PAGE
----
Drug prices are again a pain point for 2024 and remain a challenge for pharmacy and hospital/health systems in general. Drugs continue to be a major component of overall healthcare spending. In 2021, retail prescription drugs accounted for more than 16% of fully insured private health plan premiums after rebates, and that number has continued to rise.
Median prices of new and existing drugs are expected to rise. The U.S. Food and Drug Administration’s Center for Drug Evaluation and Research noted the median annual price for approved new drugs increased from $180,000 in 2021 to $222,000 in 2022. Pharmacy trends are not expected to slow down in 2024, especially considering the combined impact of newly-approved cell and gene therapies and more expensive specialty drugs (9% of drugs approved in 2008-2013 cost $150,000 or more annually, compared to 47% of those approved in 2020-21). Predicts that the inflationary impact of pharmaceutical pricing will be in the high single or double digits from 2023-2024.
Inflation Reduction Act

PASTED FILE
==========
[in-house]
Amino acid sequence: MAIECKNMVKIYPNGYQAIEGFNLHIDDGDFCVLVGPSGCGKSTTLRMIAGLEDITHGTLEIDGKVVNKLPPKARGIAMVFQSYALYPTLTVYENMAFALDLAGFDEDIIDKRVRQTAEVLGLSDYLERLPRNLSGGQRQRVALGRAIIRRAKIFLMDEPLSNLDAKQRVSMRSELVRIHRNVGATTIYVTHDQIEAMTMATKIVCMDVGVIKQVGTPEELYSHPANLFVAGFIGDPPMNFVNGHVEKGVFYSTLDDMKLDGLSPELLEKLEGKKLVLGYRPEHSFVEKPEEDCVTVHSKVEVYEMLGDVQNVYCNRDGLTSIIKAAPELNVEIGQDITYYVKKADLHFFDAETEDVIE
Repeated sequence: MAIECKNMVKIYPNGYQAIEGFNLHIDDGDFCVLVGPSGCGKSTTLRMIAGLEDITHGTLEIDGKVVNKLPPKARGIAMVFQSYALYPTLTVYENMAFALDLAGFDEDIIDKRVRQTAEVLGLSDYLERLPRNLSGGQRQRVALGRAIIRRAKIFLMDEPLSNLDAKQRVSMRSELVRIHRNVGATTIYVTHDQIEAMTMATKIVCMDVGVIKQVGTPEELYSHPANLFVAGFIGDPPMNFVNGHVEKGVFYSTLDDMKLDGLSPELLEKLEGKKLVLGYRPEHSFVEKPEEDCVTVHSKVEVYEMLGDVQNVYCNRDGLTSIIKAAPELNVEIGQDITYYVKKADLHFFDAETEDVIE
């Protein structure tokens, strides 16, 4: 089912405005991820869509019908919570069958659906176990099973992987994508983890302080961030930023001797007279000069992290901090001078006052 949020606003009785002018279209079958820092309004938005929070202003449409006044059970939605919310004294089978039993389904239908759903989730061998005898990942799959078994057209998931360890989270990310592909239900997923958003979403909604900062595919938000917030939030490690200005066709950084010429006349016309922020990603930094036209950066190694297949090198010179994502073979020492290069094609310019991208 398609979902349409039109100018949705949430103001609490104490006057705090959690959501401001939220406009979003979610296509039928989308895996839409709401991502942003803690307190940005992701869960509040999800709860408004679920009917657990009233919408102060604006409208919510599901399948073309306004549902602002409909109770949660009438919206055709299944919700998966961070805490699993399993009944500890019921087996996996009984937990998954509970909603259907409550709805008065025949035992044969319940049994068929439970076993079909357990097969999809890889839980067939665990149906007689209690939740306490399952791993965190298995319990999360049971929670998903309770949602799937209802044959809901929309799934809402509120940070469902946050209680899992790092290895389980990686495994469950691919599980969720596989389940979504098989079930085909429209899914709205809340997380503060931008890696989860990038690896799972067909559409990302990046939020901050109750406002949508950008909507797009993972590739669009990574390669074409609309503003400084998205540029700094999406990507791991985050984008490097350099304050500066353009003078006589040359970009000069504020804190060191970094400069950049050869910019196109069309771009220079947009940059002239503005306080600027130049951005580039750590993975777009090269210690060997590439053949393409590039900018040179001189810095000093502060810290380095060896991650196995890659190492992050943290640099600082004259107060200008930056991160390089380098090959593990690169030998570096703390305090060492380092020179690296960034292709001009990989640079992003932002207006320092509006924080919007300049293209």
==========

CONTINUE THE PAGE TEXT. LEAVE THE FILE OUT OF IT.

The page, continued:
The Inflation Reduction Act (IRA) granted the Centers for Medicare and Medicaid Services (CMS) the ability to negotiate prices for the first time. However, the impact of price negotiations on the first 10 drugs will not begin until 2026, providing no relief in 2024. Given the contentious split between political parties in the IRA, it is doubtful that any additional congressional action directed toward drug manufacturers will be coming in 2024. However, the IRA incidentally impacted the cost of insulin in 2023, when the three largest insulin manufacturers reduced the price of insulin products. We will continue to see this trend into 2024 and can adjust budgets based on this new lower price.
Biosimilar Specialty Drugs
Last year in our Top 10 specialty pharmacy projections, we highlighted the potential impact of biosimilar specialty drugs, particularly adalimumab. That was certainly on point and will continue in 2024 to be a potential “cost deflator,” as the prices of biosimilars can be 50% lower than their reference products. Using the adalimumab example, Amgen launched its adalimumab biosimilar, Amgevita™, in January 2023. To date, the FDA has approved nine adalimumab biosimilars. Even though all biosimilars are not interchangeable, the overall adoption of biosimilars to specialty drugs has substantial potential to help reduce drug costs in 2024.
Pharmacy Benefit Managers (PBMs)
PBMs and their impact on drug prices will continue to be in the spotlight for 2024, and there is some hope of congressional action. The prime criticisms of PBMs are a lack of transparency, a rebate extraction system that causes price increases, various opaque fees, and increasing vertical integration with insurers and pharmacies. As a result, PBMs can tip the pharmaceutical market in their favor while extracting larger and larger profits.